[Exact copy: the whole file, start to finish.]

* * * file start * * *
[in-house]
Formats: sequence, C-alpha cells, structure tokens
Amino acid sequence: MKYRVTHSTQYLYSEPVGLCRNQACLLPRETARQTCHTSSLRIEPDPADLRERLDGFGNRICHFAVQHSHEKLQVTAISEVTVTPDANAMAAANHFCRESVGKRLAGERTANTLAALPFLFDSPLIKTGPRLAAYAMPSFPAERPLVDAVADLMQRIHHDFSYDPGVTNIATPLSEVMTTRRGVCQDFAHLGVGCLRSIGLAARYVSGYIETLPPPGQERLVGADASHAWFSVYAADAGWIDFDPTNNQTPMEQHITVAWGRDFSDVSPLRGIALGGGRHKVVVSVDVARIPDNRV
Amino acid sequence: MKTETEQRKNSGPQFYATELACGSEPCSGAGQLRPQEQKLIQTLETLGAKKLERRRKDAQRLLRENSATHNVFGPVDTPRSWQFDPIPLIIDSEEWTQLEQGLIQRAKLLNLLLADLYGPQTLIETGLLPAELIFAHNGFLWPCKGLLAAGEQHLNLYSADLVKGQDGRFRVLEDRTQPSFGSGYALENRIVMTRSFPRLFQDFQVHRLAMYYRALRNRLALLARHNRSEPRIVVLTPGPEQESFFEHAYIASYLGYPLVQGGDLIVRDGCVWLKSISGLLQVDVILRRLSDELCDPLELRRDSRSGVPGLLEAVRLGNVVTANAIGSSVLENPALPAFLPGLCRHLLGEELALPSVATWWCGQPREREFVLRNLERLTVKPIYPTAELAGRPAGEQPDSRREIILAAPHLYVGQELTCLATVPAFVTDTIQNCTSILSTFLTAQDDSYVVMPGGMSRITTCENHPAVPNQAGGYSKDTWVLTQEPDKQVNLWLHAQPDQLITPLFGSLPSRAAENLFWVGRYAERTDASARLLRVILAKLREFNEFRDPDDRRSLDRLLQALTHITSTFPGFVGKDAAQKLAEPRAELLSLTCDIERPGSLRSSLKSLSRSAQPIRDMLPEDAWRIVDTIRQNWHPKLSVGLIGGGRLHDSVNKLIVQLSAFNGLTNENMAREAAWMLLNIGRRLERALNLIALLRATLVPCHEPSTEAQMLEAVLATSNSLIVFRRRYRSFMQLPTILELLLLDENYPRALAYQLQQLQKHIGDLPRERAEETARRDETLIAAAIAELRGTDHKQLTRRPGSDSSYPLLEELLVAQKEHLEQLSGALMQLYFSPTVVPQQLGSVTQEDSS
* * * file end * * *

[in-house]
Formats: sequence, C-alpha cells, structure tokens
Amino acid sequence: MKYRVTHSTQYLYSEPVGLCRNQACLLPRETARQTCHTSSLRIEPDPADLRERLDGFGNRICHFAVQHSHEKLQVTAISEVTVTPDANAMAAANHFCRESVGKRLAGERTANTLAALPFLFDSPLIKTGPRLAAYAMPSFPAERPLVDAVADLMQRIHHDFSYDPGVTNIATPLSEVMTTRRGVCQDFAHLGVGCLRSIGLAARYVSGYIETLPPPGQERLVGADASHAWFSVYAADAGWIDFDPTNNQTPMEQHITVAWGRDFSDVSPLRGIALGGGRHKVVVSVDVARIPDNRV
Amino acid sequence: MKTETEQRKNSGPQFYATELACGSEPCSGAGQLRPQEQKLIQTLETLGAKKLERRRKDAQRLLRENSATHNVFGPVDTPRSWQFDPIPLIIDSEEWTQLEQGLIQRAKLLNLLLADLYGPQTLIETGLLPAELIFAHNGFLWPCKGLLAAGEQHLNLYSADLVKGQDGRFRVLEDRTQPSFGSGYALENRIVMTRSFPRLFQDFQVHRLAMYYRALRNRLALLARHNRSEPRIVVLTPGPEQESFFEHAYIASYLGYPLVQGGDLIVRDGCVWLKSISGLLQVDVILRRLSDELCDPLELRRDSRSGVPGLLEAVRLGNVVTANAIGSSVLENPALPAFLPGLCRHLLGEELALPSVATWWCGQPREREFVLRNLERLTVKPIYPTAELAGRPAGEQPDSRREIILAAPHLYVGQELTCLATVPAFVTDTIQNCTSILSTFLTAQDDSYVVMPGGMSRITTCENHPAVPNQAGGYSKDTWVLTQEPDKQVNLWLHAQPDQLITPLFGSLPSRAAENLFWVGRYAERTDASARLLRVILAKLREFNEFRDPDDRRSLDRLLQALTHITSTFPGFVGKDAAQKLAEPRAELLSLTCDIERPGSLRSSLKSLSRSAQPIRDMLPEDAWRIVDTIRQNWHPKLSVGLIGGGRLHDSVNKLIVQLSAFNGLTNENMAREAAWMLLNIGRRLERALNLIALLRATLVPCHEPSTEAQMLEAVLATSNSLIVFRRRYRSFMQLPTILELLLLDENYPRALAYQLQQLQKHIGDLPRERAEETARRDETLIAAAIAELRGTDHKQLTRRPGSDSSYPLLEELLVAQKEHLEQLSGALMQLYFSPTVVPQQLGSVTQEDSS